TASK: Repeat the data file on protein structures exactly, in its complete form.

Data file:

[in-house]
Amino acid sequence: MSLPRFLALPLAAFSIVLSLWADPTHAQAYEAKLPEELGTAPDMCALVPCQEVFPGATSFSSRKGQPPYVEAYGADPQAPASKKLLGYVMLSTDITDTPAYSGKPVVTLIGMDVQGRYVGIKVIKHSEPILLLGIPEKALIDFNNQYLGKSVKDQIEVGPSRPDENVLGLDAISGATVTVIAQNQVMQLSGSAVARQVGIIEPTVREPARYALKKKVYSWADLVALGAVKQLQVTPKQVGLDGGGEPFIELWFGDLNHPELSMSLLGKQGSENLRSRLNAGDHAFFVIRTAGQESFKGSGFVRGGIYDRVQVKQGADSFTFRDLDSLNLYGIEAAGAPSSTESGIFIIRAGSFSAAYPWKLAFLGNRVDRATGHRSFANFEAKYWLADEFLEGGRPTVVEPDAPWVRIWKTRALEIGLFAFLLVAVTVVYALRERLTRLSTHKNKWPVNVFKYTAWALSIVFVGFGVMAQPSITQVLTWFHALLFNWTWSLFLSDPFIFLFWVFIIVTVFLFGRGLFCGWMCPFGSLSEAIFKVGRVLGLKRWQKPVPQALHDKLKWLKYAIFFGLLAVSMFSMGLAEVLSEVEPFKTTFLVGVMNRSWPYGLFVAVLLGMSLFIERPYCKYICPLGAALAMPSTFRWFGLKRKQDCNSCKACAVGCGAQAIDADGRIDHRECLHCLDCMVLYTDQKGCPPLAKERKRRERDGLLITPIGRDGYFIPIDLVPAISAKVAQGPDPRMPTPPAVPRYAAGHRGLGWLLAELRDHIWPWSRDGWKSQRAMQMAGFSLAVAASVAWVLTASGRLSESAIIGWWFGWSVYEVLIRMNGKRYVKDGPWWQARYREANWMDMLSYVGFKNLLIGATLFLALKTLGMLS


[in-house]
Amino acid sequence: MSLPRFLALPLAAFSIVLSLWADPTHAQAYEAKLPEELGTAPDMCALVPCQEVFPGATSFSSRKGQPPYVEAYGADPQAPASKKLLGYVMLSTDITDTPAYSGKPVVTLIGMDVQGRYVGIKVIKHSEPILLLGIPEKALIDFNNQYLGKSVKDQIEVGPSRPDENVLGLDAISGATVTVIAQNQVMQLSGSAVARQVGIIEPTVREPARYALKKKVYSWADLVALGAVKQLQVTPKQVGLDGGGEPFIELWFGDLNHPELSMSLLGKQGSENLRSRLNAGDHAFFVIRTAGQESFKGSGFVRGGIYDRVQVKQGADSFTFRDLDSLNLYGIEAAGAPSSTESGIFIIRAGSFSAAYPWKLAFLGNRVDRATGHRSFANFEAKYWLADEFLEGGRPTVVEPDAPWVRIWKTRALEIGLFAFLLVAVTVVYALRERLTRLSTHKNKWPVNVFKYTAWALSIVFVGFGVMAQPSITQVLTWFHALLFNWTWSLFLSDPFIFLFWVFIIVTVFLFGRGLFCGWMCPFGSLSEAIFKVGRVLGLKRWQKPVPQALHDKLKWLKYAIFFGLLAVSMFSMGLAEVLSEVEPFKTTFLVGVMNRSWPYGLFVAVLLGMSLFIERPYCKYICPLGAALAMPSTFRWFGLKRKQDCNSCKACAVGCGAQAIDADGRIDHRECLHCLDCMVLYTDQKGCPPLAKERKRRERDGLLITPIGRDGYFIPIDLVPAISAKVAQGPDPRMPTPPAVPRYAAGHRGLGWLLAELRDHIWPWSRDGWKSQRAMQMAGFSLAVAASVAWVLTASGRLSESAIIGWWFGWSVYEVLIRMNGKRYVKDGPWWQARYREANWMDMLSYVGFKNLLIGATLFLALKTLGMLS